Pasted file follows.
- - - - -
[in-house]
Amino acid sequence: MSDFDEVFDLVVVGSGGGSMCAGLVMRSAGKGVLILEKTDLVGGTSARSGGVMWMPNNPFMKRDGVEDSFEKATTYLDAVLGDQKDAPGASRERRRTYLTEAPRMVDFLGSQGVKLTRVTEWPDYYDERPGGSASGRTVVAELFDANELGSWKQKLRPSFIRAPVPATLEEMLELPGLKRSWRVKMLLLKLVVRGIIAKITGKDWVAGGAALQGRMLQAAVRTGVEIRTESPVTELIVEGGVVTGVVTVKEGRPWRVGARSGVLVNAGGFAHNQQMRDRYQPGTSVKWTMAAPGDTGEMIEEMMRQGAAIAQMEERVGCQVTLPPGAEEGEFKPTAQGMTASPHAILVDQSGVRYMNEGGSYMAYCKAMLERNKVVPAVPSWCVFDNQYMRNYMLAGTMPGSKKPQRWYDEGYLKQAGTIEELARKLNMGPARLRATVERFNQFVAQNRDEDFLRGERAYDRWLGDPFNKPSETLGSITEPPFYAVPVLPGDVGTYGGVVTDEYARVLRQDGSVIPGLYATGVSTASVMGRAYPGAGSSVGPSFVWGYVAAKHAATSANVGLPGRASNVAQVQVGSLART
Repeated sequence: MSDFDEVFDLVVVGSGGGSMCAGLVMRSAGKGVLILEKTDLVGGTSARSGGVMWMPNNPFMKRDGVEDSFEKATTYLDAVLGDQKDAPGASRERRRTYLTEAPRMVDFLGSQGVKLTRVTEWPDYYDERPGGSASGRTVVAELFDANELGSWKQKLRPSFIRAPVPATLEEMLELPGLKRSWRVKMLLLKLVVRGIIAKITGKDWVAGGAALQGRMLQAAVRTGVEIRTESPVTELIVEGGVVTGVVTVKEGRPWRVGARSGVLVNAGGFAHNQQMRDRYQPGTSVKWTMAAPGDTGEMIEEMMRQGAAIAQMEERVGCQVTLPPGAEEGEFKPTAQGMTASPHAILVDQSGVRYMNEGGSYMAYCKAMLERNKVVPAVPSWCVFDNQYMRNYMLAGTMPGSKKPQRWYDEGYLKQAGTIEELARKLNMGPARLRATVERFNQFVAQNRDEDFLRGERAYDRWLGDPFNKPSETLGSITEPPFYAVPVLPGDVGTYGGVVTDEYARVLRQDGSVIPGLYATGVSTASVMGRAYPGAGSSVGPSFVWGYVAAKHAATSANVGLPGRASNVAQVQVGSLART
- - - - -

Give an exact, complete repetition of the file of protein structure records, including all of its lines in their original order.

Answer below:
[in-house]
Amino acid sequence: MSDFDEVFDLVVVGSGGGSMCAGLVMRSAGKGVLILEKTDLVGGTSARSGGVMWMPNNPFMKRDGVEDSFEKATTYLDAVLGDQKDAPGASRERRRTYLTEAPRMVDFLGSQGVKLTRVTEWPDYYDERPGGSASGRTVVAELFDANELGSWKQKLRPSFIRAPVPATLEEMLELPGLKRSWRVKMLLLKLVVRGIIAKITGKDWVAGGAALQGRMLQAAVRTGVEIRTESPVTELIVEGGVVTGVVTVKEGRPWRVGARSGVLVNAGGFAHNQQMRDRYQPGTSVKWTMAAPGDTGEMIEEMMRQGAAIAQMEERVGCQVTLPPGAEEGEFKPTAQGMTASPHAILVDQSGVRYMNEGGSYMAYCKAMLERNKVVPAVPSWCVFDNQYMRNYMLAGTMPGSKKPQRWYDEGYLKQAGTIEELARKLNMGPARLRATVERFNQFVAQNRDEDFLRGERAYDRWLGDPFNKPSETLGSITEPPFYAVPVLPGDVGTYGGVVTDEYARVLRQDGSVIPGLYATGVSTASVMGRAYPGAGSSVGPSFVWGYVAAKHAATSANVGLPGRASNVAQVQVGSLART
Repeated sequence: MSDFDEVFDLVVVGSGGGSMCAGLVMRSAGKGVLILEKTDLVGGTSARSGGVMWMPNNPFMKRDGVEDSFEKATTYLDAVLGDQKDAPGASRERRRTYLTEAPRMVDFLGSQGVKLTRVTEWPDYYDERPGGSASGRTVVAELFDANELGSWKQKLRPSFIRAPVPATLEEMLELPGLKRSWRVKMLLLKLVVRGIIAKITGKDWVAGGAALQGRMLQAAVRTGVEIRTESPVTELIVEGGVVTGVVTVKEGRPWRVGARSGVLVNAGGFAHNQQMRDRYQPGTSVKWTMAAPGDTGEMIEEMMRQGAAIAQMEERVGCQVTLPPGAEEGEFKPTAQGMTASPHAILVDQSGVRYMNEGGSYMAYCKAMLERNKVVPAVPSWCVFDNQYMRNYMLAGTMPGSKKPQRWYDEGYLKQAGTIEELARKLNMGPARLRATVERFNQFVAQNRDEDFLRGERAYDRWLGDPFNKPSETLGSITEPPFYAVPVLPGDVGTYGGVVTDEYARVLRQDGSVIPGLYATGVSTASVMGRAYPGAGSSVGPSFVWGYVAAKHAATSANVGLPGRASNVAQVQVGSLART